In this issue…

Open Web app ecosystem prototype
Mozilla has designed a prototype system for creating Open Web apps: applications built using HTML, CSS, and JavaScript that work on both regular computers and mobile devices. “Today, we are releasing technical documentation of the proposed system and a developer preview prototype that allows you to install, manage and launch Web apps in any modern desktop or mobile browser. This prototype provides a simple mechanism to support paid apps and authentication features to allow apps to log users in upon launch.” Supported browsers include Firefox 3.6 and later, Firefox for mobile, Internet Explorer 8, Chrome 6, Safari 5, Opera 10, and WebKit mobile. More details, including a video of the prototype demo, are available on the Mozilla blog.

Chromeless browser experiment
Mozilla Labs has launched an exciting new “chromeless browser” experiment that plays “with the idea of removing the current browser user interface and replacing it with a flexible platform which allows for the creation of new browser UI using standard Web technologies such as HTML, CSS and JavaScript. Firefox is put together in a way that seasoned developers are able to implement features with amazing efficiency, but at the same time, the browser interface in XUL represents a barrier for potential contributors. What if parts of the browser that are most interesting to contributors were implemented in standard Web technologies? What kinds of wild-eyed experimentation would we see if a new conception of browser UI could be prototyped in about the same time it takes to write a web page?”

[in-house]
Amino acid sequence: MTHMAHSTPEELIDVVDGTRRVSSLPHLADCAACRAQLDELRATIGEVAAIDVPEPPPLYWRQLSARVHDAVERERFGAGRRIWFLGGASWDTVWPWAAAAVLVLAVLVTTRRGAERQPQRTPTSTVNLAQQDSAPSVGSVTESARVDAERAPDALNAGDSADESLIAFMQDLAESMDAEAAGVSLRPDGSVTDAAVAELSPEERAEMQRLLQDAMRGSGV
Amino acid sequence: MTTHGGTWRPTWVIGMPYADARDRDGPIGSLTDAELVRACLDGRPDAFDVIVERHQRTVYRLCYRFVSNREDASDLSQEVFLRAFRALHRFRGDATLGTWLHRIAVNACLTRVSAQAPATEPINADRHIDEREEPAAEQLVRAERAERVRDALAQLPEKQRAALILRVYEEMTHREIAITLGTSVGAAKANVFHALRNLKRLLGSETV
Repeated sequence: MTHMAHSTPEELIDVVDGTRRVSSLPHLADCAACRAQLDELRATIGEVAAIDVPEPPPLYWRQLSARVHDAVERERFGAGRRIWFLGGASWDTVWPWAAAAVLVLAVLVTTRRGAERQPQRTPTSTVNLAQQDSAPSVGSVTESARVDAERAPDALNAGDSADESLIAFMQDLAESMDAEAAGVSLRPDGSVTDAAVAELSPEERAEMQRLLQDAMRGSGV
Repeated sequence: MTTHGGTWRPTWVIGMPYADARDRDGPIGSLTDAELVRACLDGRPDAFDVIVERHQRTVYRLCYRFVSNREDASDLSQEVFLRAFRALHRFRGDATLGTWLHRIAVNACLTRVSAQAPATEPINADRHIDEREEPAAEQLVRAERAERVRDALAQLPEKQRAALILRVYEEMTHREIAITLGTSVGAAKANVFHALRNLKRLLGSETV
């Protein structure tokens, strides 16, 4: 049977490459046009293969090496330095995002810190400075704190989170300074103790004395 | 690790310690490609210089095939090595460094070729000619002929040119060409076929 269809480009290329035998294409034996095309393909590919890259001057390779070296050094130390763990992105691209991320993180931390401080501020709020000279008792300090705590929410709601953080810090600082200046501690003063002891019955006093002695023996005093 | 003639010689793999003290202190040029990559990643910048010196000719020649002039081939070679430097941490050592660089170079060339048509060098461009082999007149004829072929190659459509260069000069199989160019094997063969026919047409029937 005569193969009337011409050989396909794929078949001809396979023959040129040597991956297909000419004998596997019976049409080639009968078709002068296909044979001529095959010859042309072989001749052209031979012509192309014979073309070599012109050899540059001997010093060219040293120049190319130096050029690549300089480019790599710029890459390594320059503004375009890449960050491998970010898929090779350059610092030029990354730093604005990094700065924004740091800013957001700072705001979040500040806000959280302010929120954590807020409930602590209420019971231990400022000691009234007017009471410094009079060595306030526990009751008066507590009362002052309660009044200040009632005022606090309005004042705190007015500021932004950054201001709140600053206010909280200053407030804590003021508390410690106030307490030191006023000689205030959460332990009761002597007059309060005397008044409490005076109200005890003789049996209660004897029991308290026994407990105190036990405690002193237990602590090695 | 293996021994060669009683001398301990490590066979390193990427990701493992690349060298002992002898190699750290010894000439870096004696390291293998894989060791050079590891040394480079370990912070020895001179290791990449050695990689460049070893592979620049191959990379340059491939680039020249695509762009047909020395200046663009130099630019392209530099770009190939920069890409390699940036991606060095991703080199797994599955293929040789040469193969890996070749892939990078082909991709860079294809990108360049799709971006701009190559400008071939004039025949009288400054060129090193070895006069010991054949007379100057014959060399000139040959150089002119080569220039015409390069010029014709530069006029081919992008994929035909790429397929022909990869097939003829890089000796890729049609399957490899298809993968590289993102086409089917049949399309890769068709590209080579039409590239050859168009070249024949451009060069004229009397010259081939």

Game On competition judges
The Game On contest was launched a few weeks ago, and the organizers have now announced the first batch of expert judges who will be helping with the competition. “Each of these individuals is an expert in their own domain from gaming to academia, fashion and more. We are grateful for their willingness to take time out to participate as the inaugural crew of Game On judges and help us evaluate game entries after the submission period closes on Jan 11, 2011.” The Labs team will be adding more judges to the panel throughout the competition, so if you have a passion for gaming and the Web, contact them to find out how to take part!